Along with building Fort Snelling at the junction of the Mississippi and Minnesota Rivers, the U.S. government established the St. Peters Indian Agency on the military property. The agency was supervised by an Indian Agent, a civilian appointed by the President of the United States to serve as an ambassador to American Indian nations living in the region. Agents were responsible for being the eyes, ears and mouth of the U.S. Bureau of Indian Affairs to American Indian communities.
Lawrence Taliaferro, ca. 1830.
Indian agencies were created as part of the U.S. government's efforts to control trade between the U.S. and American Indian nations. In 1806 the Federal office of the Superintendent of Indian Trade was created, specifically to monitor and control economic activity between American Indian nations and the U.S. government. In March 1824 Secretary of War John C. Calhoun created the Bureau of Indian Affairs to replace the Indian Trade Office, officially placing responsibility for working with American Indian communities under the control of the U.S. War Department. In addition to controlling trade, the Bureau was responsible for settling disputes between American Indians and European Americans, as well as for appropriating funds from Congress to fund efforts by the Indian agents to acculturate American Indians into European American society.
Indian Agency Council House, 1835-37.
Painting by David Geister, 2012.
Historic Fort Snelling collections.
Agents were ordered to report any violations of U.S. trade and laws by European or U.S. fur traders to the Bureau's superintendents, local U.S. military personnel, and to the U.S. War Department. Agents were also responsible for resolving disputes between American Indians and European American emigrants within their jurisdictions, or any conflicts between different American Indian nations, in order to prevent disruptions in the fur trade and ensure that U.S. interests in their jurisdictions were not jeopardized. At the St. Peters Agency agent Lawrence Taliaferro worked frequently with both Dakota and Ojibwe communities to prevent conflicts and maintain peace in the region. Throughout its more than 30 year history, the St. Peters Agency was administered by several individuals: Lawrence Taliaferro (1820-39); Amos Bruce (1840-48);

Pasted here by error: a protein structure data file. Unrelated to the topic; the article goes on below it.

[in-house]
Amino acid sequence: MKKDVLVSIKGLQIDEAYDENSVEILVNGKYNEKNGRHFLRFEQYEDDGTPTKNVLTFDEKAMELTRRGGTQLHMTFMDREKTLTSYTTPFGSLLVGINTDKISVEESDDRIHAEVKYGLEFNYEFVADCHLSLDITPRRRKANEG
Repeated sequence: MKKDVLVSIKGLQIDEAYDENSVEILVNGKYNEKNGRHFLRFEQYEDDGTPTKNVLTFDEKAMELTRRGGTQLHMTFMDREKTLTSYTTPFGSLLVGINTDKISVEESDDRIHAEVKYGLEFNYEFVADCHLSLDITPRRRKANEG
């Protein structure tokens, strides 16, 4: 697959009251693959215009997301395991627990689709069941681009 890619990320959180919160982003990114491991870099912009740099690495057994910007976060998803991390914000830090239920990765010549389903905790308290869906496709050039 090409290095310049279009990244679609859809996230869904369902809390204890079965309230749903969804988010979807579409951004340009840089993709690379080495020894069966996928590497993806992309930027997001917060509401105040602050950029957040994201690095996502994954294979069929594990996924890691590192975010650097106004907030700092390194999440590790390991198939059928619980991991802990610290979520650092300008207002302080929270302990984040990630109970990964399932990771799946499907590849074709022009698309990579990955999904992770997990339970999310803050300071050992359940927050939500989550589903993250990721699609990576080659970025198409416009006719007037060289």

Robert G. Murphy (1848-49); and Nathaniel McLean (1850-53).
During the early 1800s the U.S. government adopted policies aimed at acculturating and assimilating American Indians into European American society. Agents at the St. Peters Agency encouraged Dakota people to give up hunting as a primary method of subsistence, educate their children according to European-American standards, give up their traditional religion to become practicing Christians and adopt European-American agricultural methods. The agents also encouraged a change in traditional Dakota gender roles; traditionally, Dakota women and children had worked the fields and gardens, and the agents wanted men to give up hunting and take over this work. Agents as well as missionaries encouraged the Dakota to adopt farming on a larger scale so it could serve as the main form of subsistence for their communities, and to utilize European-American cultivation methods (such as the use of plows drawn by draft animals). The U.S. government's policy of assimilation would effectively destroy the traditional cultural identities of American Indian nations. Many historians have argued that the U.S. government believed that if American Indians did not adopt European-American culture they would become extinct as a people. This paternalistic attitude influenced interactions between American Indian nations and the U.S. government throughout the first half of the 1800s, and its effects continue to be felt today.
Treaty of Traverse des Sioux, Francis Davis Millet ca. 1905.
After the 1851 Treaties of Traverse de Sioux and Mendota many of Minnesota's Dakota communities moved to a reservation along the Minnesota River Valley. The U.S. government determined that the St. Peters Agency was no longer needed and it was soon replaced by two agencies on the new Dakota reservations, the Upper (Yellow Medicine) and Lower (Redwood) Sioux Agencies. By 1853 most of the Dakota living near the St. Peters Agency had moved to the new reservation, and the agency was closed down. Afterwards, many of the agency's buildings were used by private citizens.
Bibliography / Resources
Anderson, Gary Clayton. Kinsmen of Another Kind: Dakota-White Relations in the Upper Mississippi Valley, 1650-1862. St. Paul, MN: Minnesota Historical Society Press, 1984.
Prucha, Frances Paul. American Indian Treaties: The History of a Political Anomaly. Los Angeles, CA: University of California Press, 1994.
Prucha, Frances Paul. Documents of United States Indian Policy. Lincoln, NE: University of Nebraska Press, 2000.
Prucha, Francis Paul. The Great Father: The United States Government and the American Indians. Abridged Ed. Lincoln, NE: University of Nebraska Press, 1986.
Sheehan, Bernard W. Seeds of Extinction: Jeffersonain Philanthropy and the American Indian. New York: W. W. Norton & Co., 1973.
Lawrence Taliaferro journals. Minnesota Historical Society Collections, St. Paul.